On Tuesday night, the Obamas hosted the eighth state dinner of their seven-year administration, welcoming visiting Japanese Prime Minister Shinzo Abe to Washington, D.C., with plenty of pomp and circumstance — new presidential china, a sake toast and Japanese American food cooked by the former chef of swanky restaurant Nobu.
But with civil unrest at the backdoor in Baltimore, First Lady Michelle Obama, 51, chose a gown by a Japanese American designer that plays as well on Main Street as on the red carpet.
She chose a sleeveless purple gown with a feather motif-embroidered skirt by L.A.-based, Japan-born Tadashi Shoji, who in 2013 celebrated 30 years of making formal wear for the rest of us. Shoji’s namesake collection is sold around the world, in more than 700 stores in 45 countries.
The gown is from the fall 2015 collection, and looked much more risqué when it came down the runway at New York Fashion Week. It appears the plunge neck was modified for Obama, and maybe the lining.
Although his more elaborate gowns have been worn on the red carpet by actress Octavia Spencer, musician Florence Welch and now, the first lady, the bulk of Shoji’s $50-million plus namesake business is department store sales of tasteful, figure-flattering and wallet friendly cocktail dresses and gowns ranging in price from $198 to $508, and worn by women who want to feel like celebrities in their own lives — prom queens, mothers of the bride and the like.
I was wondering, even hoping, that the first lady would go out on a limb on Tuesday night and wear something daring by one of Japan’s avant garde designers — a hybrid coat-gown by Chitose Abe of the label Sacai perhaps, or a frock with some offbeat embellishment and asymmetry, like the edgy blush chiffon and pearl Rei Kawakubo for Comme des Garcons that then-social secretary Desiree Rogers wore to a state dinner in 2010.
It would have been a fun sartorial last stand for a first lady who has been under a fashion microscope like no other, at what could be the last state dinner of the Obama administration.
But it wasn’t meant to be.
Obama learned her lesson about wearing non-American designers, no matter how well intentioned, at the state dinner for China in 2011.
The offending gown was actually quite beautiful — draped in red roses, designed by Sarah Burton of the British label Alexander McQueen. But the Council of Fashion Designers of America released a statement criticizing her choice, Oscar de la Renta called her out and online pundits dubbed the mistake Dress Gate.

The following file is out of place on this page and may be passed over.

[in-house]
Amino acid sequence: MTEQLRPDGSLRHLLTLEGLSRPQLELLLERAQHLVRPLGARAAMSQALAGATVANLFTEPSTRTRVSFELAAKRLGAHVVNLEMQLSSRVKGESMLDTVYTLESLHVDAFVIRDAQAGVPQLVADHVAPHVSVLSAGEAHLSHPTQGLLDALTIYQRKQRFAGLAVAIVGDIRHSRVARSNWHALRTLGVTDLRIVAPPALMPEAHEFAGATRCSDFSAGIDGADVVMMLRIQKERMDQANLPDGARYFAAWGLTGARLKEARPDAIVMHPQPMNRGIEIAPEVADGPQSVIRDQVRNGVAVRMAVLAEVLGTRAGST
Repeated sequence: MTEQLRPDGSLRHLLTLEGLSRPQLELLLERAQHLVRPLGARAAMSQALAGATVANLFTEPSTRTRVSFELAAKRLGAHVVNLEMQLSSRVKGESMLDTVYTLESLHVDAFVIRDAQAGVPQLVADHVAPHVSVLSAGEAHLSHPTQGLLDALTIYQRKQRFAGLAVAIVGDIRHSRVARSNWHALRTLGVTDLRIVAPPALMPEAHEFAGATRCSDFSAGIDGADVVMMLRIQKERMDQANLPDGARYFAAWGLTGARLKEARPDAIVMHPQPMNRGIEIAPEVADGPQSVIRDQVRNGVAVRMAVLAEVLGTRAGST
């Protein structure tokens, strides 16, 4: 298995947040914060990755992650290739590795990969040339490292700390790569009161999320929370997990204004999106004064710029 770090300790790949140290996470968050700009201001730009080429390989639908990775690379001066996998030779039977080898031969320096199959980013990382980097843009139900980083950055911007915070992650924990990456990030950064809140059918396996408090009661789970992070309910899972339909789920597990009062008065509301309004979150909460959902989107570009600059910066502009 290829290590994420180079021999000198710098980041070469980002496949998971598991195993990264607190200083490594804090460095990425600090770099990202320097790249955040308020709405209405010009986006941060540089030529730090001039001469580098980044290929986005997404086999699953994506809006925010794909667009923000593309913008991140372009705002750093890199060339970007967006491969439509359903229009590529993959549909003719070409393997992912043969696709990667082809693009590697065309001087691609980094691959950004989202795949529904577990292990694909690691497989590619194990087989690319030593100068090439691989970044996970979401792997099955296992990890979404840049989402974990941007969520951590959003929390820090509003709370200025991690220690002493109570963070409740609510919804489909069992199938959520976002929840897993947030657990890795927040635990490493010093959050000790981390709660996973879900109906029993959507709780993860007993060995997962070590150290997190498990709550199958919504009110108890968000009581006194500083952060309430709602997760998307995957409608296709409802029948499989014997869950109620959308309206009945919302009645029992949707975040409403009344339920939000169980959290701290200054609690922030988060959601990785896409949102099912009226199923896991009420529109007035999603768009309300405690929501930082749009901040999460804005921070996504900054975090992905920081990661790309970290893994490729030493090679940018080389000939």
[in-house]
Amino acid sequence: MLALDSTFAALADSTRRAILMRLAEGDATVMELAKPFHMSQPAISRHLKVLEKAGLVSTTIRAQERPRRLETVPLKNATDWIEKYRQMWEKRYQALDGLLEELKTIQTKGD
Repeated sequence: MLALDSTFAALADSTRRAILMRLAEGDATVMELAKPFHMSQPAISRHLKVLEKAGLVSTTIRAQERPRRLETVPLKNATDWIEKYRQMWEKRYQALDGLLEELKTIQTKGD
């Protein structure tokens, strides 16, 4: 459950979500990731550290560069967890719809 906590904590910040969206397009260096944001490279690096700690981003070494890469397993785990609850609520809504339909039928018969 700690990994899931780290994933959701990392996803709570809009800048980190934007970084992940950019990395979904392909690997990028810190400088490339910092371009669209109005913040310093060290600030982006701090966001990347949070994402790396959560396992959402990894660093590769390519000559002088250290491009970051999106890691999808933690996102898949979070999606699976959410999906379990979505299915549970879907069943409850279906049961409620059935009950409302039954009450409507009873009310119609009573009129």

“Look, women, wear what you love. That’s all I can say. That’s my motto. I wear what I like because…I gotta be in the dress, so…,” the first lady told Robin Roberts of “Good Morning America” at the time, in response to the fashion kerfuffle.
But she must have taken the criticism to heart, because Obama has stuck with American designers at state dinners ever since, even if those designers have been from the same, rarefied, New York-centric milieu.
For the last state dinner in 2014, the first lady chose a gown by Venezuelan American Carolina Herrera with a black lace bodice and blue taffeta ball skirt. Priced at $12,000, the gown came on the heels of the president arguing income inequality had become a major problem facing America. It was another state dinner fashion faux pas.
Based in L.A., Shoji’s business is as Eastern-facing as it is Western-facing. He spends as much time traveling from his home in Pasadena to Tokyo and Shanghai (where he is now, and where much of his production takes place), as he does traveling to New York.
And while Shoji’s state dinner design may lack the Vogue magazine-approved wow factor of many of Obama’s fashion choices (it’s not nearly as embellished or extravagant as some of her hand-embroidered evening wear has been and is by no means edgy or avant garde), it was the right dress for a difficult time.